Seoul office JYA-rchitects used cheap materials including bubble wrap and corrugated steel sheets to provide an "efficient architectural solution" for a series of low-cost houses in South Korea (+ slideshow).
The properties, completed by JYA-rchitects between 2013 and 2014, are located in the country's southern provinces and were developed in collaboration with non-profit organisation The Child Fund Korea.
The young team used the project as an opportunity to hone their architectural skills, while also providing a service to people in need.
"There were people living in quite poor living environments that we can't even imagine in our neighbourhood, and we were shocked and shamed when we faced the reality of them," architect Youmin Won told Dezeen.
"But a more serious problem is that we didn't know how many people are living in that condition and how we can help them efficiently," Won continued, "so, when we were asked to design these projects we thought it is our obligation as architects."
Each of the homes in the Low Cost House Series demonstrates a different solution to the problems associated with building on a small budget. The architects developed a standardised process that helped them to identify and focus on tackling the most vital issues for each family.
"The process of thinking of these projects was similar to the way a doctor works," explained Won. "It is very simple: diagnose the problems, and find the efficient architectural solution. This is the main challenge and consistent approach that we have tried to keep in the Low Cost House Series."
The first house to be completed in 2013 is in Beolgyo and was designed for a family whose previous home was destroyed by fire.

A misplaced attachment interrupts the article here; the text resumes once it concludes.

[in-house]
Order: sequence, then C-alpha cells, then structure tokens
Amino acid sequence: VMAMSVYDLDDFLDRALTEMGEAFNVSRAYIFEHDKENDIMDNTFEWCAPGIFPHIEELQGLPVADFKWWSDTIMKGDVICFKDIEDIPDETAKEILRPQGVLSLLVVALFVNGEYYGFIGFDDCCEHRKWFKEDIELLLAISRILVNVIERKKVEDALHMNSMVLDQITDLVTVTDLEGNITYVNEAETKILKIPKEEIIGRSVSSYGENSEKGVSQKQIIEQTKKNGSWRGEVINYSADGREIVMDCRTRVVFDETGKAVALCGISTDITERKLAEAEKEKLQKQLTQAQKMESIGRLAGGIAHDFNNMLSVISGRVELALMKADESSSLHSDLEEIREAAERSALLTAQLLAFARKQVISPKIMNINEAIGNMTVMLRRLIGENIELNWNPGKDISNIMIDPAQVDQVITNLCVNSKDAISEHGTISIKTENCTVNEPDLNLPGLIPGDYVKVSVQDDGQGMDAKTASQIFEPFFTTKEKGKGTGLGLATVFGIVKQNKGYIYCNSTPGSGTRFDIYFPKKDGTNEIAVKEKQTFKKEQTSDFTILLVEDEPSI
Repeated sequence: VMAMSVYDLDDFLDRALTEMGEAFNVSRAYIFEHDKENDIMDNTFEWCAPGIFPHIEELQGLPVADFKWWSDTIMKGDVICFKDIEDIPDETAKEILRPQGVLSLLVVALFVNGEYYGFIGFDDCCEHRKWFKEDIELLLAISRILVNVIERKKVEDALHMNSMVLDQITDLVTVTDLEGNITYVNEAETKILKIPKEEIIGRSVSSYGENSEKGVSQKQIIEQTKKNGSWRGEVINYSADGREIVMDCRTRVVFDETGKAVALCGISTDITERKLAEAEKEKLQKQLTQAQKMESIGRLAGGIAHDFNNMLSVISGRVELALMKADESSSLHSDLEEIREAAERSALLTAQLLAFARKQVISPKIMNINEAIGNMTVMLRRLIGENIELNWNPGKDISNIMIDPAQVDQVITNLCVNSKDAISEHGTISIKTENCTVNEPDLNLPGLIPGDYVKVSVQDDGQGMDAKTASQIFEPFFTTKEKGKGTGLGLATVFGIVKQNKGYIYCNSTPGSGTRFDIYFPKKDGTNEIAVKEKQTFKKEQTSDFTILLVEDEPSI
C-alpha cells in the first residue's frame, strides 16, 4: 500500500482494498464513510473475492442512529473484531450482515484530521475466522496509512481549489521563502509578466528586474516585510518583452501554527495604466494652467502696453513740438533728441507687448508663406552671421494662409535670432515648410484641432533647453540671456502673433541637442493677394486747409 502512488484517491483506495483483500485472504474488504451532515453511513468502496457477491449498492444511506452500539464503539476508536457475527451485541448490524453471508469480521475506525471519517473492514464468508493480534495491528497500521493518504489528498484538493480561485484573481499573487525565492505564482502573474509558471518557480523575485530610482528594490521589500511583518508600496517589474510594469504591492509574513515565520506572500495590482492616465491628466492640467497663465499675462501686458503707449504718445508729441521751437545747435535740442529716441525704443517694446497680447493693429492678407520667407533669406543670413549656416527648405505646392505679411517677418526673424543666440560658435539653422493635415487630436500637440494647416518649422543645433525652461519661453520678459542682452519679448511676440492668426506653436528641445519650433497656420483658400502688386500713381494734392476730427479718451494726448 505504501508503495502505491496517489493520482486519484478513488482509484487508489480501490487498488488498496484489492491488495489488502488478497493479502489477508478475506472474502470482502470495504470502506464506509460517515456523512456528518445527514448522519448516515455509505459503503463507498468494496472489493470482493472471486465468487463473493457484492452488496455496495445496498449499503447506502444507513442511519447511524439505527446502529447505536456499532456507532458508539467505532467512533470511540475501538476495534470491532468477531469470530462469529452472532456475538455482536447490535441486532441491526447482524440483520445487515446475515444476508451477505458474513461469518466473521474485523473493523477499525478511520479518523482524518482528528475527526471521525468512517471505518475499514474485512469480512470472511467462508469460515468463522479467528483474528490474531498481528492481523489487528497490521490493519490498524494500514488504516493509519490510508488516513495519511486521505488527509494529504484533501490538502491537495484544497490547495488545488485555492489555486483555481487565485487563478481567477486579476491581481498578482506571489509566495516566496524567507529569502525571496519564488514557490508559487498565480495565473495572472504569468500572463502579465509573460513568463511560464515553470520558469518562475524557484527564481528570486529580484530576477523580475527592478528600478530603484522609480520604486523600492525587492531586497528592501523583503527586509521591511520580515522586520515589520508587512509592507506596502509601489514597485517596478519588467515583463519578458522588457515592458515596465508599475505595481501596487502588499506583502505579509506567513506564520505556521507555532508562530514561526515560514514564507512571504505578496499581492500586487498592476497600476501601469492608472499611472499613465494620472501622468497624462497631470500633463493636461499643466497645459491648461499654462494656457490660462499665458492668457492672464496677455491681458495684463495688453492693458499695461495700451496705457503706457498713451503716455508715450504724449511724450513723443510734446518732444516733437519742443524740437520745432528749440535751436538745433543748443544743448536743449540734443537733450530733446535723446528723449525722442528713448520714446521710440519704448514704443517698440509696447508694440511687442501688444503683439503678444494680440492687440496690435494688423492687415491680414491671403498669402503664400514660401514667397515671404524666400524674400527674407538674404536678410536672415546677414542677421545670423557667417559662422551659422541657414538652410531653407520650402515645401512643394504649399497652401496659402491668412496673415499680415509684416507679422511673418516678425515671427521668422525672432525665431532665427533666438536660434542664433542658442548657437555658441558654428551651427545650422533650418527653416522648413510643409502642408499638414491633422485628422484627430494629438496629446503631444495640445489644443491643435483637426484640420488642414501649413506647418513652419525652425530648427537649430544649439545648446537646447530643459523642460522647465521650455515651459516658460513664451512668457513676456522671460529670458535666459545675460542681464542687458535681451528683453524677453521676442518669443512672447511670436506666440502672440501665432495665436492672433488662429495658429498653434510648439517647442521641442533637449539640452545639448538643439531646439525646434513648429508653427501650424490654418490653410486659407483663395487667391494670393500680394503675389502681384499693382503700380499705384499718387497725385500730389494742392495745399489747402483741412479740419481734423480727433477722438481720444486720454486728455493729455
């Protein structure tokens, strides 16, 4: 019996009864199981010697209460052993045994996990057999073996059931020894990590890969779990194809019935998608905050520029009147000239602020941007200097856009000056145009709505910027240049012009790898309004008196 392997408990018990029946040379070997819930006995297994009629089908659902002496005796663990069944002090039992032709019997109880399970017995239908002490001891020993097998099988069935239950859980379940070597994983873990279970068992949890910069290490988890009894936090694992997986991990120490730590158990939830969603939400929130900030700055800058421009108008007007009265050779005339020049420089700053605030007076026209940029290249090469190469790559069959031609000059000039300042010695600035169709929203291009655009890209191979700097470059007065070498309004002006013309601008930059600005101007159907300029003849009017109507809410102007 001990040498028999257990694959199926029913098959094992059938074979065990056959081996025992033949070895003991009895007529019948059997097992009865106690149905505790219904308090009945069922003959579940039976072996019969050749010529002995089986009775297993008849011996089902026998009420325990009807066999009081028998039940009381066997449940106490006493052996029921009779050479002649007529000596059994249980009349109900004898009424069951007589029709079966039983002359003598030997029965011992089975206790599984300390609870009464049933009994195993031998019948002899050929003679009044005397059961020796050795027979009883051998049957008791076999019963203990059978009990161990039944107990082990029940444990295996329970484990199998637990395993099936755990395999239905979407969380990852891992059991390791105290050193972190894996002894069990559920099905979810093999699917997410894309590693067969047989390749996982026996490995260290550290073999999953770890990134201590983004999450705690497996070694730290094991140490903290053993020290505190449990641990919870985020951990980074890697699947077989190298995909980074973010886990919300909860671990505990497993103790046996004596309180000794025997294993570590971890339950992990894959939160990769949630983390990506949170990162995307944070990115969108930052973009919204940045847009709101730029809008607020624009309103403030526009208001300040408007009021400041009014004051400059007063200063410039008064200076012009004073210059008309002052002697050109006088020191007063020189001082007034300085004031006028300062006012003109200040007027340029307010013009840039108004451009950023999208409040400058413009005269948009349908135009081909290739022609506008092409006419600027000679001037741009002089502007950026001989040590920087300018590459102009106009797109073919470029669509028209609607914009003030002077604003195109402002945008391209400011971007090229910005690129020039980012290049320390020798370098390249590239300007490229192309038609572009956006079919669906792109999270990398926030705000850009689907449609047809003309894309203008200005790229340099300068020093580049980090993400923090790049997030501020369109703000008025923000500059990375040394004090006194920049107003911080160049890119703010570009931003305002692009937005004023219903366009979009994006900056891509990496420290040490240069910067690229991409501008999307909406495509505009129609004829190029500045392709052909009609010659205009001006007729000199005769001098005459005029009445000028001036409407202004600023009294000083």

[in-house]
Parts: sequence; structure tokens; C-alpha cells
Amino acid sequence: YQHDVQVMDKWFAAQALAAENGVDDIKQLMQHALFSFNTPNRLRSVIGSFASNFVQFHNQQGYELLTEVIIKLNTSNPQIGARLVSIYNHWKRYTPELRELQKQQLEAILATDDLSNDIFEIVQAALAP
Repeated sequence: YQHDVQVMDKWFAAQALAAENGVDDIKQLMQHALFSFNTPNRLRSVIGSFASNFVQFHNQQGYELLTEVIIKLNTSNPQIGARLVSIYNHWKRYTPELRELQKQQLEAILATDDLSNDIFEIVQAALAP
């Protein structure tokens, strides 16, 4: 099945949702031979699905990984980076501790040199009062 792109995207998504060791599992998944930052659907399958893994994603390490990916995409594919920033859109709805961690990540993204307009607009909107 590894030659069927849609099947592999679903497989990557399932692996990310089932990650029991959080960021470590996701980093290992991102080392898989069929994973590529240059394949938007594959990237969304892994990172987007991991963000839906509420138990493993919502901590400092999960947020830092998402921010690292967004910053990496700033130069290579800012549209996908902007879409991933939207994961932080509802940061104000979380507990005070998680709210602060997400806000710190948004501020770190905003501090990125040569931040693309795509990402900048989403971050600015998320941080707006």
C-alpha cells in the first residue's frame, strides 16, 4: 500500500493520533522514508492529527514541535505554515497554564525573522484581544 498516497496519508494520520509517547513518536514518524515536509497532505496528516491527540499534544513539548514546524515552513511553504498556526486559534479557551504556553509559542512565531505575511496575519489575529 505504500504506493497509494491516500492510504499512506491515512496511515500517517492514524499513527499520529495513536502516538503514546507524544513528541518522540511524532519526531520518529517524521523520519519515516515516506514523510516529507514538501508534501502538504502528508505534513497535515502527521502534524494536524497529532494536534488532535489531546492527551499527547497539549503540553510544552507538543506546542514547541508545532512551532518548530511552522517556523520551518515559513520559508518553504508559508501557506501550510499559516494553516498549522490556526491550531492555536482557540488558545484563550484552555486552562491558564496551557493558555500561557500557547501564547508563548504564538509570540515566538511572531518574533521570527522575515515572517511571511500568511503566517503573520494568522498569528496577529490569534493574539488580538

The main requirement was to introduce daylight through a new roof as the site was flanked by a bamboo forest. Layers of plastic bubble wrap that provide insulation on the roof also enable natural light to filter through into an open-plan living area.
Bedrooms for two boys and two girls are separated by a sliding screen that can be closed to provide privacy or opened to create an open play area.
In Jangheung, a home for a family of seven was constructed using prefabricated container homes typically used for temporary accommodation, which were positioned at either end of a covered wooden deck that can be opened up to the outdoors.
The containers are surrounded by a framework with a pitched roof that creates the impression of a house-within-a-house. This layered configuration improves insulation and provides diverse living spaces, including an attic on top of one of the containers.
Low Cost House 3 in Hwasun-gun is a renovation project that involved removing an existing ceiling to expose the property's original timber rafters. Insulation was improved and a bathroom, toilet and terrace were added at one end of the open living room.
The fourth property in Jeongeup was built for a family of five who had spent the previous eight years living in a plastic greenhouse. The house's low-cost timber frame is left exposed internally and clad with sandwich panels finished with corrugated steel sheets.
Interior walls are either painted white or made from oriented strand board, giving these surfaces a rough texture. The balustrade of the staircase and a first-floor mezzanine are wrapped in cheap white netting to form a protective barrier.
The Low Cost Housing Series was recently presented as part of the exhibition Out of the Ordinary: Award-Winning Works by Young Korean Architects, which was organised by London Metropolitan University's The Cass Faculty of Art, Architecture and Design.
Photography is by Hwang Hyochel, unless otherwise stated.